We managed to record a number of species, the highlights being - Greater Spotted Eagle (1 adult), Hen Harrier (1 male, 1 female), Merlin (1) and a minimum of 9 Booted Eagle, two of which can be seen above. Sections of El Hondo, including the main North/South road, are sadly not open for public access at the moment. All of the raptors seen today can however be seen from areas that are open to members of the public.

After completing our survey we moved over to Santa Pola for some general birding. A large congregation of waders was the main attraction, feeding in an area which has only recently become flooded. Species recorded here included, Great Egret (2, below), Little Stint (30+), Dunlin (100+), Greenshank (5), Redshank (15+), Spotted Redshank (8), Turnstone (10+), Grey Plover (1), Mediteranean Gull (1 ad) and numerous Slender-billed and Black-headed Gulls.

On the way home I called in at El Pinet, the Black-tailed Godwit flock is still strong with at least 150 birds present. Other species of note here were - Golden Plover (38), Stone Curlew (19), Greenshank (4) and a single House Martin which was feeding with a large amount of Crag Martin, my first of the year.


Great Egret

Sunday, 16 January 2011

La Mata

Firstly, due to internet problems at the moment I´m having to update using an internet cafe and as a result will have no pictures on this post (hopefully this will change tomorrow). Secondly I will be flying back to the UK on friday for business and will be there for a while, depending on how long the job takes.

Ok, housekeeping out of the way, I will get back to the birds! It was fairly quiet around La Mata today, despite this I still managed to see a fair number of species with an unexcpected Yellow Wagtail being the cream of the crop.

The Golden Plover flock has grown in numbers and is now pushing 500, other species of note included. Stone Curlew (12), Iberian Green Woodpecker (numerous), Lesser Short-toed Lark (20+), Booted Eagle (2), Osprey (1), Kentish Plover (20+), Iberian Grey Shrike (5), Cirl Bunting (4) and 8 Corn Bunting.

I will be heading to a cafe tomorrow that has wireless and being able to use my own laptop will mean I can get some pictures online including the great Red Squirrel pictures from last week - watch this space!

Monday, 10 January 2011

Velvet Scoter!!

Velvet Scoter

Velvet Scoter

Velvet Scoter




We started today on the Sigura river where this smart female Velvet Scoter posed well for us at times and even allowed me to make a short video (see bottom of this post). Velvet Scoter are annual on the Spanish coast, nearly all the records are from the Atlantic coast and a Med bird is a rare occurrence.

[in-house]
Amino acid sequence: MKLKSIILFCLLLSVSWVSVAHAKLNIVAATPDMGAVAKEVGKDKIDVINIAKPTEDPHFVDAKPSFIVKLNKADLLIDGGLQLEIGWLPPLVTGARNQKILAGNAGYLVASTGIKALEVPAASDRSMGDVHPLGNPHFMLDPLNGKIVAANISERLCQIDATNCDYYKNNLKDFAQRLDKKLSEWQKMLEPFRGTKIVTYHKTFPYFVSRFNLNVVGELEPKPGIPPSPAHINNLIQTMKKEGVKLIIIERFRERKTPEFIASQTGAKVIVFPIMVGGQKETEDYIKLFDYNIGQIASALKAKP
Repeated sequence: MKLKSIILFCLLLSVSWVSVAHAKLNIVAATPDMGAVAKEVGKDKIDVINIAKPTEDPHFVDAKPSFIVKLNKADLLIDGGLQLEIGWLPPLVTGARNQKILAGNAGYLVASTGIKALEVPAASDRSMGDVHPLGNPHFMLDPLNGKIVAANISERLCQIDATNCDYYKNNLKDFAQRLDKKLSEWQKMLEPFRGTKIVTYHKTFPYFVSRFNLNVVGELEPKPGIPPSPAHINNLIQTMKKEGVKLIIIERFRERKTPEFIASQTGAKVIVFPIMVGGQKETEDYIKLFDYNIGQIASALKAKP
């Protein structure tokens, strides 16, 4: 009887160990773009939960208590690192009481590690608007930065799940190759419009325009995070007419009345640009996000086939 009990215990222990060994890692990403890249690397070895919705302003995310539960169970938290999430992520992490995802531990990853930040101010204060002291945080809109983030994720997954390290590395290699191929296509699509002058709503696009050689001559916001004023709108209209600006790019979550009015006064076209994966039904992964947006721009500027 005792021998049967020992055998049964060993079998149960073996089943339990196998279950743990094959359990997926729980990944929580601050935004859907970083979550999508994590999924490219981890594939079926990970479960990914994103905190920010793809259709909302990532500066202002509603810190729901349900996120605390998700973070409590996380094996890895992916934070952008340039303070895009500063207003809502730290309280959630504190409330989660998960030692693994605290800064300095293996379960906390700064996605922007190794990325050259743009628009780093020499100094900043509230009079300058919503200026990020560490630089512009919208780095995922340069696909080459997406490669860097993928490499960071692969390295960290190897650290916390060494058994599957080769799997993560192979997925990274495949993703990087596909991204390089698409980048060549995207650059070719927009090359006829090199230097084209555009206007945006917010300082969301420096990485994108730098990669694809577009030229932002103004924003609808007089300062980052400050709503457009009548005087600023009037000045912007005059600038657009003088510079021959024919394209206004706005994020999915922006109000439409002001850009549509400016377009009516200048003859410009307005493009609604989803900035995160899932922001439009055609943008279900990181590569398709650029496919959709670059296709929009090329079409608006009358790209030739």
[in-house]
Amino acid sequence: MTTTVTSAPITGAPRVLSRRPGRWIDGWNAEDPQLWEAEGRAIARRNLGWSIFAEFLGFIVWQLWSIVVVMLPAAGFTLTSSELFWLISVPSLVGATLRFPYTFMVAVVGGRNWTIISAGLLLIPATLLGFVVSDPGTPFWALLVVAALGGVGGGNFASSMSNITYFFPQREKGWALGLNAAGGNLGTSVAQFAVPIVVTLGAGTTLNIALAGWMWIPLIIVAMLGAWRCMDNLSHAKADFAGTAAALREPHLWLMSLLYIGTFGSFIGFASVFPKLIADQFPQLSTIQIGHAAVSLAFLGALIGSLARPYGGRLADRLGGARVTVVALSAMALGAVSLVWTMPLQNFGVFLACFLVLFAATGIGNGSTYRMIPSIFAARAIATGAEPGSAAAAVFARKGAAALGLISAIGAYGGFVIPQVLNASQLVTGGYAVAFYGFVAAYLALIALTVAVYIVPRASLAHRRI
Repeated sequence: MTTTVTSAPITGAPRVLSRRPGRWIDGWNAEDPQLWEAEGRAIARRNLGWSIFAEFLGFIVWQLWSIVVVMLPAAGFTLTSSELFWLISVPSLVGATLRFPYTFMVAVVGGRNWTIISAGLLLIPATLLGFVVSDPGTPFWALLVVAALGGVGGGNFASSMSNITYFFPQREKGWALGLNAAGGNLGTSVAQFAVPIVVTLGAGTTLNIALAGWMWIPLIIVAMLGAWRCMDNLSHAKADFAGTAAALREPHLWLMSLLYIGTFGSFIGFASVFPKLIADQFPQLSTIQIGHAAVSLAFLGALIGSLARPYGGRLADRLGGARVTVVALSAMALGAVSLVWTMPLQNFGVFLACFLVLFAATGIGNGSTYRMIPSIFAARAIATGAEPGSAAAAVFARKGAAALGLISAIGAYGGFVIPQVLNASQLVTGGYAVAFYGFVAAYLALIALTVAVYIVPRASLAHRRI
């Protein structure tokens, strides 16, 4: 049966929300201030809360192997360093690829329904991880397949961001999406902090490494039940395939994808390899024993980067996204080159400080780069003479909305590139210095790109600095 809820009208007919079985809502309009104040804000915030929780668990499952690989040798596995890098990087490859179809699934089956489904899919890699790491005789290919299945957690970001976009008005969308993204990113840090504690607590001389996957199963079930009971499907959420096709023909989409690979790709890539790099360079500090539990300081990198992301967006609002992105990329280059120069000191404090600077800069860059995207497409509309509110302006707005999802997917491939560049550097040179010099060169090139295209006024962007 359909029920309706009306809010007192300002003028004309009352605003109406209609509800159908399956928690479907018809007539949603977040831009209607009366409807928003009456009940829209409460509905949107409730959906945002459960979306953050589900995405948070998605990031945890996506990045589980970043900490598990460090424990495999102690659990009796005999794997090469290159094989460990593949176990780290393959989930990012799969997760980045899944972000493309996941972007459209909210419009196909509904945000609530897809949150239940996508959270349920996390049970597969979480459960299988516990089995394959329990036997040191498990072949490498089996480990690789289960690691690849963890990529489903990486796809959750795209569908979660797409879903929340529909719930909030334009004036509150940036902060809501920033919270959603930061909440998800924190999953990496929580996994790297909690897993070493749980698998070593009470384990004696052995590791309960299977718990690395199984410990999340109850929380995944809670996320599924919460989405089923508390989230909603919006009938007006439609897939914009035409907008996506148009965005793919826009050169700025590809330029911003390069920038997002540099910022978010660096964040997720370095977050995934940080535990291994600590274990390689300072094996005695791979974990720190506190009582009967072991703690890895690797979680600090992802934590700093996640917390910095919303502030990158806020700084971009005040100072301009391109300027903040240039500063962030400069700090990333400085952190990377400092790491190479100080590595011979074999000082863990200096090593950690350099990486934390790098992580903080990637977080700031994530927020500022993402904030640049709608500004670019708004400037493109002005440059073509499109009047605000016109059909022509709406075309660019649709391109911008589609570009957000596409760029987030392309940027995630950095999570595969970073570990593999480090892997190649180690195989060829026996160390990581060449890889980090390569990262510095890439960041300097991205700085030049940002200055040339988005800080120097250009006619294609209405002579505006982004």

The rest of the day was spent making the most of the good light, trying to get some pictures. Sighting highlights included - 150+ Golden Plover and a single Red Knot at El Pinet and 3 White-headed Duck at Clot. Enjoy the pictures, some have come out ok, others were a little distant. Click on the pictures to make them bigger.



Kentish Plover - Segura River


Kentish Plover - Segura River


Sanderling - Segura River



Water Rail - El Pinet


Teal - Clot de Galveney





video

Sunday, 9 January 2011

Superb Steppe Species!

Yesterday I drove out into the vast Murcian countryside, in search of new area's for steppe species. The huge area of foothills in Murcia were once all areas of steppe habitat, however the landscape is now dominated by agriculture of one form or another. Whilst farming practises mean that agricultural activities are much less intense than in the UK, the land used has obviously resulted in all the Steppe habitat becoming more and more fragmented and smaller and smaller in size.

Despite my last trip out into this area being largely un-productive, this trip was the complete opposite. An area of perfect habitat was found, consisting of many unbroken rubble fields and some dry un-intensive vineyards. What a place! The first species of interested I recorded was Great Bustard (see below), during the day I recorded many individuals with a conservative estimate of 60 probably being too low. The largest single group recorded was 39 birds in flight.


Great Bustard


Great Bustard

During the day all of the typical steppe species were eventually pinned down and good views were made even better by the superb light conditions. The following are my totals for the day - Little Bustard (9), Pin-tailed Sandgrouse (18), Black bellied Sandgrouse (40+, see below), Calandra Lark (500+, see below), Thekla Lark (numerous, see below), Lesser Short-toed Lark (numerous) and Golden Eagle (1). Click on the pictures to enlarge them, hope you enjoy these great species at some point, they really are something special!


Black-bellied Sandgrouse
Black-bellied Sandgrouse


Thekla Lark

Calandra Lark

Saturday, 8 January 2011

Ringing at El Hondo

Hen Harrier